When it comes to saving a life on the planet, Noah's method of keeping just two of each species isn't enough to save most from extinction.

In fact, even moderately sized populations could die out in a climate-changed Earth, according to new research.

In the first-of-its-kind study published in the journal Proceedings of the Royal Society B on Tuesday, June 11, researchers from the University of Vermont revealed that most species need large populations to survive extinction.

An Urchin's Rare Genetic Variant

To reach their conclusions, the team led by biologist Melissa Pespeni experimented on hundreds of thousands of purple sea urchin larvae to see how they respond to seawater that was deliberately made moderately or extremely acidic.

It turns out there's a rare genetic variation in a small number of sea urchins that is very useful for survival. Pespeni described the genetic variants as "like having one winter coat among fifty lightweight jackets when the weather hits twenty below in Vermont."

In extremely acidic seawater, these rare variants increased in frequency in the larvae. These genes allow the next generation of urchins alter how certain proteins function, including the proteins they use to make their shells and the ones that help them manage their cells' acidity.

However, for the sea urchins to maintain these rare variants in their DNA, their population count needs to be high.

"The bigger the population, the more rare variation you'll have," explained lead author Reid Brennan, who is a post-doctoral researcher in Pespeni's UVM lab. "If we reduce population sizes, then we're going to have less fodder for evolution-and less chance to have the rare genetic variation that might be beneficial."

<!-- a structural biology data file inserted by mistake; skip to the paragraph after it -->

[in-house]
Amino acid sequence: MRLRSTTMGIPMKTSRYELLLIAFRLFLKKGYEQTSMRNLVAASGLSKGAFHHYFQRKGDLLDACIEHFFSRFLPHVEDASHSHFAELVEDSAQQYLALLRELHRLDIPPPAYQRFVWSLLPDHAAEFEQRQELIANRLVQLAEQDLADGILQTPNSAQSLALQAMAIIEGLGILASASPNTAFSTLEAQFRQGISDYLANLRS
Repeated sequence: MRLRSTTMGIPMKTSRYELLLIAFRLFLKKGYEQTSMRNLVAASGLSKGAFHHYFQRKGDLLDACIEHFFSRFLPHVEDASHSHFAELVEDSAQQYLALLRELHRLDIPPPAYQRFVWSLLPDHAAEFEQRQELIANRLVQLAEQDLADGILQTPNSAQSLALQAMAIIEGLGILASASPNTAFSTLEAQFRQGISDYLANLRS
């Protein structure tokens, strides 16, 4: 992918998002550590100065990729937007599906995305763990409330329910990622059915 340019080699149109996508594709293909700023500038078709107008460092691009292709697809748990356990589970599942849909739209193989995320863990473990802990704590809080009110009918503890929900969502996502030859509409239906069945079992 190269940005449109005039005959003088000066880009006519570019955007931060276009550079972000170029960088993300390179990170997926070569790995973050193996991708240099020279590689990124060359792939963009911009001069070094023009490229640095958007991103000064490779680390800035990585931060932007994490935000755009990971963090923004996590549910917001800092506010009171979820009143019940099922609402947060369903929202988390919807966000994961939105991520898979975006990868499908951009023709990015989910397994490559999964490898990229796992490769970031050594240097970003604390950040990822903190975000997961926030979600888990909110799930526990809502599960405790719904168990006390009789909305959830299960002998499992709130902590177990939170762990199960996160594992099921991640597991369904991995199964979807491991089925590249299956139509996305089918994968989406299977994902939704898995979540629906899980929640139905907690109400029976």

According to the authors, this means that while some organisms may persist in a climate-changed environment due to their ability to change their physiology, most animals will only survive by evolution.

The Future Of Purple Sea Urchins

A recent United Nations report says that about a million species of animals and plants are at risk of extinction due to human activity, including climate change.

For now, Brennan assured that this particular species of sea urchin will be safe from extinction in the short term. After all, they have the genetic heritage of adapting to extremely acidic seawater as well as the genetic variation necessary to evolve.

However, she noted, their findings also mean that it's important for humans to do their part in keeping their habitats and populations protected so that the species maintain their valuable genetic variants.

"This discovery has important implications for long-term species persistence," Pespeni said. "These rare variants are a kind of currency that urchins have to spend. But they can only spend it once."

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